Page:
House Intelligence Committee Chairman Adam SchiffAdam Bennett SchiffJan. 6 panel releases contempt report on Trump DOJ official ahead of censure vote The Hill's Morning Report - Presented by Facebook - Biden to update Americans on omicron; Congress back Sunday shows - Spotlight shifts to omicron variant MORE (D-Calif.) is warning that if Republicans win the lower chamber in next year's midterms, Minority Leader Kevin McCarthyKevin McCarthyDemocratic caucus chairs call for Boebert committee assignment removal War of words escalates in House The Hill's Morning Report - Presented by Facebook - Biden talks up bright side beneath omicron's cloud MORE (R-Calif.) will “do whatever Donald TrumpDonald TrumpBaldwin calls Trump criticism following 'Rust' shooting 'surreal' Haley hits the stump in South Carolina Mary Trump files to dismiss Trump's lawsuit over NYT tax story MORE tells him.”
“I worry for the country's future if someone as unethical as Kevin McCarthy were ever to hold the reins of power, because at the end of the day if someone that unscrupulous is running the GOP and the House of Representatives, he will do whatever Donald Trump tells him,” Schiff says during an interview with Showtime’s “The Circus,” provided in advance exclusively to The Hill.
Schiff’s comments came during a conversation about the Jan. 6 attack on the Capitol. The California Democrat sits on the House select committee probing the deadly riot, which has already sent out a number of subpoenas requesting testimony and documents related to the incident, including to individuals close to the former president.
One such subpoena recipient is ex-Trump White House strategist Stephen Bannon, who refused to comply with the panel’s request for documents and testimony ahead of a Thursday deadline, pointing to a yet-to-be filed lawsuit from Trump contending that the documents and testimony requested are protected by executive privilege.
As a result, the committee on Thursday said it plans to refer Bannon to the Justice Department for criminal prosecution.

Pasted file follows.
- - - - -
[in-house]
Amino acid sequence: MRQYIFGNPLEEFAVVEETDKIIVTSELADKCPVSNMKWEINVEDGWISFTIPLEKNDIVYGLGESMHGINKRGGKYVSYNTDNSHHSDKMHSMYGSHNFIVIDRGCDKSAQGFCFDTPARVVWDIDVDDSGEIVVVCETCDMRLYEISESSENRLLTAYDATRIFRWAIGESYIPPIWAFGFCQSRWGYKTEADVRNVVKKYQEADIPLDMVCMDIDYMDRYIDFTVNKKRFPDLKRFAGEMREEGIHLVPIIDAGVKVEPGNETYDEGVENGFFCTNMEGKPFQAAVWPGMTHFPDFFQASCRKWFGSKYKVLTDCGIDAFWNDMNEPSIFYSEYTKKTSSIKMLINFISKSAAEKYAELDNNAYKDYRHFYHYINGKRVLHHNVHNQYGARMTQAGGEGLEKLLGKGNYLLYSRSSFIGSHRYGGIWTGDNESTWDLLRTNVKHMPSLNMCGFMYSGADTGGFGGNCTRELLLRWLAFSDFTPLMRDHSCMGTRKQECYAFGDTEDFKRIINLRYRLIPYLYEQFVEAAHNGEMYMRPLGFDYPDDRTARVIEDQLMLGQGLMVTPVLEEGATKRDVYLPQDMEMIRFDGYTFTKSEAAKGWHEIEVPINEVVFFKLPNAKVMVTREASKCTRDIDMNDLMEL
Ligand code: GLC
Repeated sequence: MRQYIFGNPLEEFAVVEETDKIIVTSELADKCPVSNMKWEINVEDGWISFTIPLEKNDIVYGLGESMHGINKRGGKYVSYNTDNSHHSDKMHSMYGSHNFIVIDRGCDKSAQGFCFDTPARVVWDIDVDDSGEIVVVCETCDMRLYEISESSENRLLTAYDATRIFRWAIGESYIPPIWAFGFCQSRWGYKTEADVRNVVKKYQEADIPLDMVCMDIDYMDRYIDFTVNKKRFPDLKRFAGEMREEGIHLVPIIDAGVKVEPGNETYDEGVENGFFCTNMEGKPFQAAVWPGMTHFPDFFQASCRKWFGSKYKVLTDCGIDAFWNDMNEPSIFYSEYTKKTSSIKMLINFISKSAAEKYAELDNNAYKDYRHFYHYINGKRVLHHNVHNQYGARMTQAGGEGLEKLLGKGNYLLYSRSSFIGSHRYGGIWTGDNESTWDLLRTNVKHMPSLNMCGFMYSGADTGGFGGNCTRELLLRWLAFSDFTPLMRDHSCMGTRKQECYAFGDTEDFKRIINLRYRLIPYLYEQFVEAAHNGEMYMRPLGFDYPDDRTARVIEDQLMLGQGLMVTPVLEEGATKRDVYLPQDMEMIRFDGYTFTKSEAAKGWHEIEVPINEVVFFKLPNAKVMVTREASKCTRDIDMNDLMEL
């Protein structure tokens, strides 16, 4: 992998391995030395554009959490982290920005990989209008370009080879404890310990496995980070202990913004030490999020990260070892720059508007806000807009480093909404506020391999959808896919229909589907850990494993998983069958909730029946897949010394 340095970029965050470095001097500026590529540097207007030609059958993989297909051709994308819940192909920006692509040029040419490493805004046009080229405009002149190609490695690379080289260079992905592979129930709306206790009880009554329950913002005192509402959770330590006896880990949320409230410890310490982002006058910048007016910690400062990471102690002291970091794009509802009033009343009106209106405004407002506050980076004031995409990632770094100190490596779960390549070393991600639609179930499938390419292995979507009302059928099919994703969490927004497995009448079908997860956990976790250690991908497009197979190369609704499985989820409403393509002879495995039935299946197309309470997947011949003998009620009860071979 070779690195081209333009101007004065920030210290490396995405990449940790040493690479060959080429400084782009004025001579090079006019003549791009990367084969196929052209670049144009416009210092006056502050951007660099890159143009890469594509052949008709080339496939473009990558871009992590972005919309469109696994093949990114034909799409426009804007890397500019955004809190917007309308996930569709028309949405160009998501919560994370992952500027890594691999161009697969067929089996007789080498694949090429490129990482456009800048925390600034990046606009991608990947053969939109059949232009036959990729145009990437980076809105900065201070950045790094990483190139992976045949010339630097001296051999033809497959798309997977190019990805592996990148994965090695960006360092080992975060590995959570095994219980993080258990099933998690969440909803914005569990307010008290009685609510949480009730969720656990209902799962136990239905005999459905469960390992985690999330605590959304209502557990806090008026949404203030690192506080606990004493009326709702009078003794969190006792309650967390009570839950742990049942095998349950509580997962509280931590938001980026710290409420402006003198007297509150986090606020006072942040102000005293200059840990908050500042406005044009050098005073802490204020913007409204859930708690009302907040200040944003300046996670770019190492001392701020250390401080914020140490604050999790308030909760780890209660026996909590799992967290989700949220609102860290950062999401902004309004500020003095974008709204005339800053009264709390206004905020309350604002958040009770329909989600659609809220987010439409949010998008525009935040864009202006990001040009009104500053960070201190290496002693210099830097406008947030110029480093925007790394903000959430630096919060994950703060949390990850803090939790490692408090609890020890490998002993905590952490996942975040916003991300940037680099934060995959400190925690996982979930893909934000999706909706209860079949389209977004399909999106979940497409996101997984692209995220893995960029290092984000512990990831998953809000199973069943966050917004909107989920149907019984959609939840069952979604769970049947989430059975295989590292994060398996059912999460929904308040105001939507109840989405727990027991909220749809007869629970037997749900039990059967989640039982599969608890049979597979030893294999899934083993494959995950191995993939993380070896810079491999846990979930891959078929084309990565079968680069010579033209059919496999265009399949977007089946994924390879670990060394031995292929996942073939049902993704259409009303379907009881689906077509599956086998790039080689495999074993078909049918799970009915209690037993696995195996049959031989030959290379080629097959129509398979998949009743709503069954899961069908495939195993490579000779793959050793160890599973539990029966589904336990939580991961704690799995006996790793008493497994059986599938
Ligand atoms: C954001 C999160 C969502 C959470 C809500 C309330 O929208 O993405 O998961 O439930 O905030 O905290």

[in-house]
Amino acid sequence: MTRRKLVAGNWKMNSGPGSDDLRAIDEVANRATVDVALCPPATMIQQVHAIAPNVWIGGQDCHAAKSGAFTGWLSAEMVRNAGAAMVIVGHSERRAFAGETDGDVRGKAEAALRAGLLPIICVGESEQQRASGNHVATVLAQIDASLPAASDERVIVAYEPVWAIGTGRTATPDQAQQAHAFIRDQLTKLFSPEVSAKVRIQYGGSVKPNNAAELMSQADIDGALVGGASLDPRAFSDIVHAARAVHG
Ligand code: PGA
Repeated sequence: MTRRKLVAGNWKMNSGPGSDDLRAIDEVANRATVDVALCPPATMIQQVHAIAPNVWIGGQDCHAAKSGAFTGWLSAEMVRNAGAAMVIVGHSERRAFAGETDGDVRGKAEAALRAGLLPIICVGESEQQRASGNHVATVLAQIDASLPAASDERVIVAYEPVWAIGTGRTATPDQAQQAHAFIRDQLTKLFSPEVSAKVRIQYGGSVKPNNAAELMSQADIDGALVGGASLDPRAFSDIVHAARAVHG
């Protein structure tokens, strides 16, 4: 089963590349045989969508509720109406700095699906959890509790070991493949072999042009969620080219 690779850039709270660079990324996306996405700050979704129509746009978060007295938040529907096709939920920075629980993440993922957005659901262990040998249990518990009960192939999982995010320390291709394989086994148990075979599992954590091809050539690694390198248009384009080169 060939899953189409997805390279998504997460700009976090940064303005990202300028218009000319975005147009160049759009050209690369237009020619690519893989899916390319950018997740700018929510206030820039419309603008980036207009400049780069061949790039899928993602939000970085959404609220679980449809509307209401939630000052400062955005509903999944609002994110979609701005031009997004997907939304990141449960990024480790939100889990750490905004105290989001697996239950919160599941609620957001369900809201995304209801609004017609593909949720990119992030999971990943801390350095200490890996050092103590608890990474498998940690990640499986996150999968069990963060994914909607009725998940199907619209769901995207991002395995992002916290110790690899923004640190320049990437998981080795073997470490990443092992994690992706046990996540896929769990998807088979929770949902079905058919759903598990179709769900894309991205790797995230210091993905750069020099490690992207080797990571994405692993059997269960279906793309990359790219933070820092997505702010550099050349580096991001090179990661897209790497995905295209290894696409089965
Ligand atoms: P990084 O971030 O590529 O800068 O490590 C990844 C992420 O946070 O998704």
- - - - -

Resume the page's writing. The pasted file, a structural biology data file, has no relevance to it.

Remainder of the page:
When asked by “The Circus” host and co-executive producer John Heilemann in the interview set to air at 8 p.m. Eastern on Sunday if aggressively seeking Bannon’s compliance on the subpoena could set a dangerous precedent, Schiff stressed the importance of the committee’s work and said it will do whatever it can to get answers regarding the assault.
“We need to get answers to how this attack on the Capitol took place, why it took place, what we need to do to protect the country going forward. And frankly, what was the president's role before, during and after that insurrection,” Schiff said.
“Do we need to use every tool to get answers, and I think the answer is yes,” he added.
Asked if he worries that if the panel decides to “go all the way” to secure Bannon’s testimony that Republicans may use it against Democrats and the administration when they are back in power, Schiff warned against McCarthy ever serving as Speaker before emphasizing the importance of getting to the bottom of what happened.
“Exposing what took place and the role of the former president, members of Congress of necessary, insurrectionist, organizations, white nationalist groups — the public is going to find out,” he said. “We're going to make sure they know.”
The Hill has reached out to McCarthy's office for a response.
The minority leader has acknowledged speaking to Trump during the Capitol breach, but he has yet to confirm reports that the then-president suggested the mob of his supporters were "more upset about the election than you are."
After the riot, McCarthy has repeatedly defended Trump, who became the first U.S. president impeached twice.
The Jan. 6 committee is now tasked with writing a report outlining the efforts the panel took to get Bannon to agree to the subpoena, and his refusal to do so. That report will then go to the House for a vote.
If approved, authority will then be shifted to the Justice Department to determine how aggressively it wants to pursue Bannon. That decision would likely be made by the U.S. attorney’s office in Washington, D.C., in addition to top lawyers at the main Justice Department.